Understanding Treatment
for Osteomyelitis

What is osteomyelitis?

As a rare but severe condition, osteomyelitis is an infection in a bone. Bacteria usually cause these infections — and in rare cases fungi — that spread from nearby tissue such as infected skin, muscles, or tendons. Osteomyelitis can also reach your bone from another part of the body by traveling through your bloodstream. Current or past bone injuries can also make you more susceptible to infection, including but not limited to surgeries after an injury or if metal rods or plates are placed in the bone. In children, long bones such as those found in the shoulders, arms, and legs are most commonly affected. In adults, the feet, spine bones (vertebrae), and hips (pelvis) are most commonly affected.

What are the symptoms of osteomyelitis?

Some individuals may not experience any symptoms of osteomyelitis or may not be able to distinguish them from other problems — especially infants, older adults, and those with compromised immune systems. However, standard signs of osteomyelitis include bone pain, fever, feelings of general discomfort, illness or uneasiness with no exact cause, swelling, redness, warmth and chills, excessive sweating, lower back pain, and swelling of the ankles, feet, and legs.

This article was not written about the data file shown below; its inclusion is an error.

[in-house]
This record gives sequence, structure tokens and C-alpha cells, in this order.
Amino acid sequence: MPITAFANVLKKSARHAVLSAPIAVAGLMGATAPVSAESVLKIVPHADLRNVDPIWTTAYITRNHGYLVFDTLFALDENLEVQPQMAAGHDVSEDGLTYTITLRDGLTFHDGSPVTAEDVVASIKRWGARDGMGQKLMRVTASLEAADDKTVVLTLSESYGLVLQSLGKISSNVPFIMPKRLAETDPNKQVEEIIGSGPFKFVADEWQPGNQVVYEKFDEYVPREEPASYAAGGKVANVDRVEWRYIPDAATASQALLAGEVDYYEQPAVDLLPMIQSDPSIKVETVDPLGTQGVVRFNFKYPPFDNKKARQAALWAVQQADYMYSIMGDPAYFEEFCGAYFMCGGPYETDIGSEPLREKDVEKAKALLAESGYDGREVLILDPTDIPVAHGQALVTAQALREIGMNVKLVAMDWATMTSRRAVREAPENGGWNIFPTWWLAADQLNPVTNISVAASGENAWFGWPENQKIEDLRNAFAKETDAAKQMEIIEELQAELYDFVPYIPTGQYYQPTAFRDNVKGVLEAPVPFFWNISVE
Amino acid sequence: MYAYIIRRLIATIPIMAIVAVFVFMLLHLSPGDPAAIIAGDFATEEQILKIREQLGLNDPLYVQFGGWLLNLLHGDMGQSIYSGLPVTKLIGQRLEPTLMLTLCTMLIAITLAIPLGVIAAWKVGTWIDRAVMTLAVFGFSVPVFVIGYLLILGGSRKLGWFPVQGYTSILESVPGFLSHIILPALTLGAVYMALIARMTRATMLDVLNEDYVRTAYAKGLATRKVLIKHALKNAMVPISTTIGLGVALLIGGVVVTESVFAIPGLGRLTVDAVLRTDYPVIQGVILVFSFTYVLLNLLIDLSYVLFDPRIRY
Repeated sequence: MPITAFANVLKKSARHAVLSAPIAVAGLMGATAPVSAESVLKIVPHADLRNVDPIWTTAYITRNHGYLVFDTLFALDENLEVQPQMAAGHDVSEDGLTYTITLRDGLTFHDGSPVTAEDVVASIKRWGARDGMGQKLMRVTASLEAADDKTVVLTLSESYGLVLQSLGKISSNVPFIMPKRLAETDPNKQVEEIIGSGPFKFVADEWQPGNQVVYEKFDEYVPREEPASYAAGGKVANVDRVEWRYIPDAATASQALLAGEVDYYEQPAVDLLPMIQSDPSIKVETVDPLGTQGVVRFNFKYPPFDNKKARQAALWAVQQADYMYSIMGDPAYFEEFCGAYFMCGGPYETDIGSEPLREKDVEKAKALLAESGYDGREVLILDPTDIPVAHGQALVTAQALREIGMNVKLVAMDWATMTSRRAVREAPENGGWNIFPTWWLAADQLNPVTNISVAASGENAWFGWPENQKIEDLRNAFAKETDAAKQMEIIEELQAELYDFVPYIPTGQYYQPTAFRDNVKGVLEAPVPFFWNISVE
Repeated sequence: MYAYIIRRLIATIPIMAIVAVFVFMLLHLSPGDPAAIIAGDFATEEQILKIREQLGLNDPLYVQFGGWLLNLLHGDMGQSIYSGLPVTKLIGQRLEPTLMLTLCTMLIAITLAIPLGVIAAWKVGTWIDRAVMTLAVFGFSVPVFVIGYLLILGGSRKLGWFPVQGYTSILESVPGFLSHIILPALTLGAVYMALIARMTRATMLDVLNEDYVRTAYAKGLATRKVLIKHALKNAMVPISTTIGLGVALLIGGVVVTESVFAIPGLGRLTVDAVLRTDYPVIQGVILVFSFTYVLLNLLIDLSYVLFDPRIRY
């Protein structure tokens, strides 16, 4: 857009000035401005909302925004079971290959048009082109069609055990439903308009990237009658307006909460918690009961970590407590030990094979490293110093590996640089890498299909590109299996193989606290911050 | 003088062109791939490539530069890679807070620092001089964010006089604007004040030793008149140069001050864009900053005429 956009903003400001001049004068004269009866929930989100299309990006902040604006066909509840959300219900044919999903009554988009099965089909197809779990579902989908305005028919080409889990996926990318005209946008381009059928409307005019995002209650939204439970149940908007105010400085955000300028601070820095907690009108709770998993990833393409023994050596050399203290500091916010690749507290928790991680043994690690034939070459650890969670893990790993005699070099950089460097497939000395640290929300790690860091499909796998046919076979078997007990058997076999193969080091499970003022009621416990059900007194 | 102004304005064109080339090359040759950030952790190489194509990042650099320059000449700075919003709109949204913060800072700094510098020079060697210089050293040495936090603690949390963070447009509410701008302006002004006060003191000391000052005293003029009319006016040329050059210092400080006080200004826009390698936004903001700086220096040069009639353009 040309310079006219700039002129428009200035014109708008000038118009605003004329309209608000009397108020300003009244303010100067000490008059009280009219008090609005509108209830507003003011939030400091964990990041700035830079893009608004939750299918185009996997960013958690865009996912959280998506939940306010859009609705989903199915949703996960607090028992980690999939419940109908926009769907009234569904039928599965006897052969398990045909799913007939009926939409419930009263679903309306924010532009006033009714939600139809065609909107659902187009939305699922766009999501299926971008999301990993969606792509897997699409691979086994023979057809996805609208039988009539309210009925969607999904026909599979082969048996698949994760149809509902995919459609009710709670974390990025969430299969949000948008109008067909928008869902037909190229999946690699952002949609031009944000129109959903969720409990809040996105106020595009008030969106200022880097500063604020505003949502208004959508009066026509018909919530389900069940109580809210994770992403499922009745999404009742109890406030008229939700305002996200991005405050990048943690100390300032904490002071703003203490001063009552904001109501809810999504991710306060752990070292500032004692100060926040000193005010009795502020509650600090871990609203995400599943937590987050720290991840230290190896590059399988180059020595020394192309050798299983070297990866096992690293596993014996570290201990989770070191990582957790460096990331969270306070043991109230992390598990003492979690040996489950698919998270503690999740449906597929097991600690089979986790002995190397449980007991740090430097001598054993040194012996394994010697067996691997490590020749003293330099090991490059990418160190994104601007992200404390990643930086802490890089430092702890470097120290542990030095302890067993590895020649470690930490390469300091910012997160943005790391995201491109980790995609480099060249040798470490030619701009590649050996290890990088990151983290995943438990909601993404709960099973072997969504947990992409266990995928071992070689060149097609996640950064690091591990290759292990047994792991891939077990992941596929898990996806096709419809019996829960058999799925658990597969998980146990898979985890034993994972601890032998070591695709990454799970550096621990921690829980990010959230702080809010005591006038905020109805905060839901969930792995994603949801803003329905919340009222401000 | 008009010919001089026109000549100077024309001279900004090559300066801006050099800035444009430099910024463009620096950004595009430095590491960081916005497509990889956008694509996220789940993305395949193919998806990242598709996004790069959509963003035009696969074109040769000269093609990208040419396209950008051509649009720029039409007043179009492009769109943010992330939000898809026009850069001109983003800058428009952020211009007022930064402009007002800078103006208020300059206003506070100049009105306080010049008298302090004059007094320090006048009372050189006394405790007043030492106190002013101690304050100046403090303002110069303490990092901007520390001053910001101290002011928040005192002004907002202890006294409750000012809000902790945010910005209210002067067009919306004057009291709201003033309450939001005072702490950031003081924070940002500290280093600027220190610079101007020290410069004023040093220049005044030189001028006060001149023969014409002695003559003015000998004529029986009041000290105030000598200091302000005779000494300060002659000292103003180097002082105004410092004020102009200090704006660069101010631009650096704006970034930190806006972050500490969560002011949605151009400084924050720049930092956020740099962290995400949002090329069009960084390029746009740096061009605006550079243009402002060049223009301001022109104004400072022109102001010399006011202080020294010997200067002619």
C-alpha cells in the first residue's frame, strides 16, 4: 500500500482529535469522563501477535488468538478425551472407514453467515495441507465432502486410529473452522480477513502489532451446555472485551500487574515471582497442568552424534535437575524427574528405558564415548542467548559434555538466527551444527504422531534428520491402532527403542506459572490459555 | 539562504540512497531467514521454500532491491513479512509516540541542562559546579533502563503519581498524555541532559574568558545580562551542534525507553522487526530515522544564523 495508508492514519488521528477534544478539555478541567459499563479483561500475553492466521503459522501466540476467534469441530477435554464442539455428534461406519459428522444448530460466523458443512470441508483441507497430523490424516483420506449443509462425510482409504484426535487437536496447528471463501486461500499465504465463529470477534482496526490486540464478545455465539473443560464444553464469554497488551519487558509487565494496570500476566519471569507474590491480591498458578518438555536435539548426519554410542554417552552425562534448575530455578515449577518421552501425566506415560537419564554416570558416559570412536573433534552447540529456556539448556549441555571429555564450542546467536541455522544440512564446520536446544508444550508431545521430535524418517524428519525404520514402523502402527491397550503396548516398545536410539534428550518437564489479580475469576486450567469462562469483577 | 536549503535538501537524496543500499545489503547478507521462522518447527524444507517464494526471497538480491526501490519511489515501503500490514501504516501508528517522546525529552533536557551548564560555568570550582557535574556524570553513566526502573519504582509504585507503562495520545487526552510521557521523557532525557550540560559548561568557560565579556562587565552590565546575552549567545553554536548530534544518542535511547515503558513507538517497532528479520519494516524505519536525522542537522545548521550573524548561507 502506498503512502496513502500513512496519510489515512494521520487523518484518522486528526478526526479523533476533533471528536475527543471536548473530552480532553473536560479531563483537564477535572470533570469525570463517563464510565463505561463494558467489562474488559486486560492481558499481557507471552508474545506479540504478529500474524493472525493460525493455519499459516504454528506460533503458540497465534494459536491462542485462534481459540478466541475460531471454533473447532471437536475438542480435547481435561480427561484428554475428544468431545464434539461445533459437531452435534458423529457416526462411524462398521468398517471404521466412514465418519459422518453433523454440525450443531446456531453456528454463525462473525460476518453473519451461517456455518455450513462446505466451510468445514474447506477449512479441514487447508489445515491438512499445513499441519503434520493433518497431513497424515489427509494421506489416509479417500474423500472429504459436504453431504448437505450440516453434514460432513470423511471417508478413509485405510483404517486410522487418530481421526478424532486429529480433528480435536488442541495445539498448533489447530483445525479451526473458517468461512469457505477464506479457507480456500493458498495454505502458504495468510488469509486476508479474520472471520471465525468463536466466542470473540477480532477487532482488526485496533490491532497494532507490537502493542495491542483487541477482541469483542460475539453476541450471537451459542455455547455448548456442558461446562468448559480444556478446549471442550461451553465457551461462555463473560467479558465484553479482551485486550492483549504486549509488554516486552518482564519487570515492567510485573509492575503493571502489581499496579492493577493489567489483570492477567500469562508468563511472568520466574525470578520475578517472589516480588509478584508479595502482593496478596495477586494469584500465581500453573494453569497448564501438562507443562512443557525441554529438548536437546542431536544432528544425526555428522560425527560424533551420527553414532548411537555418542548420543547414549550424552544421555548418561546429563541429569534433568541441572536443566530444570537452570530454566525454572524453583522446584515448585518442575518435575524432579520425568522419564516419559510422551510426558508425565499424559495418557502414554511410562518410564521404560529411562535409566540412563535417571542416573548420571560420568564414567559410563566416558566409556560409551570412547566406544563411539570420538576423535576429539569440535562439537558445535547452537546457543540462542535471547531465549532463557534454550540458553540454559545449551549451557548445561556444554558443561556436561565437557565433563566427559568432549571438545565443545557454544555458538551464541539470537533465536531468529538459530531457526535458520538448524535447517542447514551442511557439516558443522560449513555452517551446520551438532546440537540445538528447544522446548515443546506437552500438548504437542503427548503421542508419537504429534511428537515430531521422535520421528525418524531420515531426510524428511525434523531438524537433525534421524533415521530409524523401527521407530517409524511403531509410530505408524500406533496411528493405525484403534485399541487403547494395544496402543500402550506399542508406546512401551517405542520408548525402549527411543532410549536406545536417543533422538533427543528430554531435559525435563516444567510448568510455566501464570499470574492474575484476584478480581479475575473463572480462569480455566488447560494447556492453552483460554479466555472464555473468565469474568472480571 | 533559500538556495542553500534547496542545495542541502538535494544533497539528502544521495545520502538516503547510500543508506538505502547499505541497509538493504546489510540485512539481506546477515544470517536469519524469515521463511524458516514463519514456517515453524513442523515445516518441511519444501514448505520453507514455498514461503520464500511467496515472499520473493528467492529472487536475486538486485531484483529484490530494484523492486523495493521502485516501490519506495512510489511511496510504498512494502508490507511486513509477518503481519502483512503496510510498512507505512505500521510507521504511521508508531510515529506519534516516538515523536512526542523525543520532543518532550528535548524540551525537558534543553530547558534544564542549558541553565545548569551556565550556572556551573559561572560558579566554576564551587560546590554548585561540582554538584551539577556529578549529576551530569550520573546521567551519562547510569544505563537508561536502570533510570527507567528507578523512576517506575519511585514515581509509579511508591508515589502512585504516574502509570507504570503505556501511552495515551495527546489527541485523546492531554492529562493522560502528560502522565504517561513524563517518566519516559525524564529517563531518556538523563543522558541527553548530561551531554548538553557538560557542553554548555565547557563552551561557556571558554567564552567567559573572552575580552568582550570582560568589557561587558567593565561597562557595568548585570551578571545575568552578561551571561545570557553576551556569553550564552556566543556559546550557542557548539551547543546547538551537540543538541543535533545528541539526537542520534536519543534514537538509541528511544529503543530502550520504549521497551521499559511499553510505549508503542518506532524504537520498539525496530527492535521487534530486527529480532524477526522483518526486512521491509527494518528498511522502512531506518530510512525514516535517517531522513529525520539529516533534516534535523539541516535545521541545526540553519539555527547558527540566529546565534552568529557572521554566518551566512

How does ID Care diagnose osteomyelitis?

First, an ID Care specialist will feel the area around your affected bone for any tenderness, swelling, or warmth. However, if you have a foot ulcer, we will use a specialized probe to determine how close your infection is to your underlying bone. The best way to diagnose osteomyelitis is through blood tests, imaging tests, or bone biopsies.

How does ID Care treat osteomyelitis?

Depending on the type and severity of your osteomyelitis, ID Care specialists will either prescribe an antibiotic — administered orally or intravenously — or we will refer you to one of our affiliated hospitals for surgery.

SOURCES: Mayo Clinic; WebMD